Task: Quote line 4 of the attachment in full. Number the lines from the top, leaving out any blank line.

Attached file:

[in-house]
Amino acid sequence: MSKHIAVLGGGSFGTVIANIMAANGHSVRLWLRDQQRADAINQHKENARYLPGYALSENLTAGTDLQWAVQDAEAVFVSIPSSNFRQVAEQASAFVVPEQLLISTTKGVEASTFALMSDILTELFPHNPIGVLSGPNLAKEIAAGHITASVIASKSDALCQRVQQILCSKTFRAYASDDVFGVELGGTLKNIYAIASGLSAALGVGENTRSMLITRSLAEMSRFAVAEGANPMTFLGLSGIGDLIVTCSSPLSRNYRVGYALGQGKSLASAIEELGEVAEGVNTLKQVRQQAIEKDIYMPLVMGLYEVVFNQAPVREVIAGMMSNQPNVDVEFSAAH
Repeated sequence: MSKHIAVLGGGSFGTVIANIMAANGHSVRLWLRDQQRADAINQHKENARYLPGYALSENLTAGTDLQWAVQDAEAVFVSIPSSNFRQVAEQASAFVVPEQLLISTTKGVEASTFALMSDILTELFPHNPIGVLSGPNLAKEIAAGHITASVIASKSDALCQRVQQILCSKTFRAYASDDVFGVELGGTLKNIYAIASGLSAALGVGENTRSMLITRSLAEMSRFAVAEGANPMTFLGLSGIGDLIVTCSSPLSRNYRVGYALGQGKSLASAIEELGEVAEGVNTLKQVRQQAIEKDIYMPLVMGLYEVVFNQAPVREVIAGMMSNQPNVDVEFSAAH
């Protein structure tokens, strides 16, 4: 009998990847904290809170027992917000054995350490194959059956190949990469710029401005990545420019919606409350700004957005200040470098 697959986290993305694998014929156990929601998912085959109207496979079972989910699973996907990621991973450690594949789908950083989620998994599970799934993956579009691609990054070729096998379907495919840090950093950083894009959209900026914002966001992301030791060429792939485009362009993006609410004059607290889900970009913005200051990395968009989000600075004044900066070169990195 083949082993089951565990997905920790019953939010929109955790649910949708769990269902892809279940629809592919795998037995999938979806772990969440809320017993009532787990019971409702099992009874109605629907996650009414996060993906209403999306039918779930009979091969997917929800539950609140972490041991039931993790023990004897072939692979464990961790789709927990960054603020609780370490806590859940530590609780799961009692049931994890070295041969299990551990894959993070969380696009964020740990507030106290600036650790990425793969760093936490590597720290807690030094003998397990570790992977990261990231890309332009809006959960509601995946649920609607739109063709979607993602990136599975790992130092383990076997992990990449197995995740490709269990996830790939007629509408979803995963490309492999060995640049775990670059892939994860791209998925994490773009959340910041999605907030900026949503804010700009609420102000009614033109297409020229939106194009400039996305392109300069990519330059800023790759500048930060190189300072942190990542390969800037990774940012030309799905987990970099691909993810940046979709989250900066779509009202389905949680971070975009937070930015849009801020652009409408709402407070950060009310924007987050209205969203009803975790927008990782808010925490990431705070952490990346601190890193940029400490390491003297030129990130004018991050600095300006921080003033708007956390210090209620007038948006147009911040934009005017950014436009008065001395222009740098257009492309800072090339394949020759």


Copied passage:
């Protein structure tokens, strides 16, 4: 009998990847904290809170027992917000054995350490194959059956190949990469710029401005990545420019919606409350700004957005200040470098 697959986290993305694998014929156990929601998912085959109207496979079972989910699973996907990621991973450690594949789908950083989620998994599970799934993956579009691609990054070729096998379907495919840090950093950083894009959209900026914002966001992301030791060429792939485009362009993006609410004059607290889900970009913005200051990395968009989000600075004044900066070169990195 083949082993089951565990997905920790019953939010929109955790649910949708769990269902892809279940629809592919795998037995999938979806772990969440809320017993009532787990019971409702099992009874109605629907996650009414996060993906209403999306039918779930009979091969997917929800539950609140972490041991039931993790023990004897072939692979464990961790789709927990960054603020609780370490806590859940530590609780799961009692049931994890070295041969299990551990894959993070969380696009964020740990507030106290600036650790990425793969760093936490590597720290807690030094003998397990570790992977990261990231890309332009809006959960509601995946649920609607739109063709979607993602990136599975790992130092383990076997992990990449197995995740490709269990996830790939007629509408979803995963490309492999060995640049775990670059892939994860791209998925994490773009959340910041999605907030900026949503804010700009609420102000009614033109297409020229939106194009400039996305392109300069990519330059800023790759500048930060190189300072942190990542390969800037990774940012030309799905987990970099691909993810940046979709989250900066779509009202389905949680971070975009937070930015849009801020652009409408709402407070950060009310924007987050209205969203009803975790927008990782808010925490990431705070952490990346601190890193940029400490390491003297030129990130004018991050600095300006921080003033708007956390210090209620007038948006147009911040934009005017950014436009008065001395222009740098257009492309800072090339394949020759």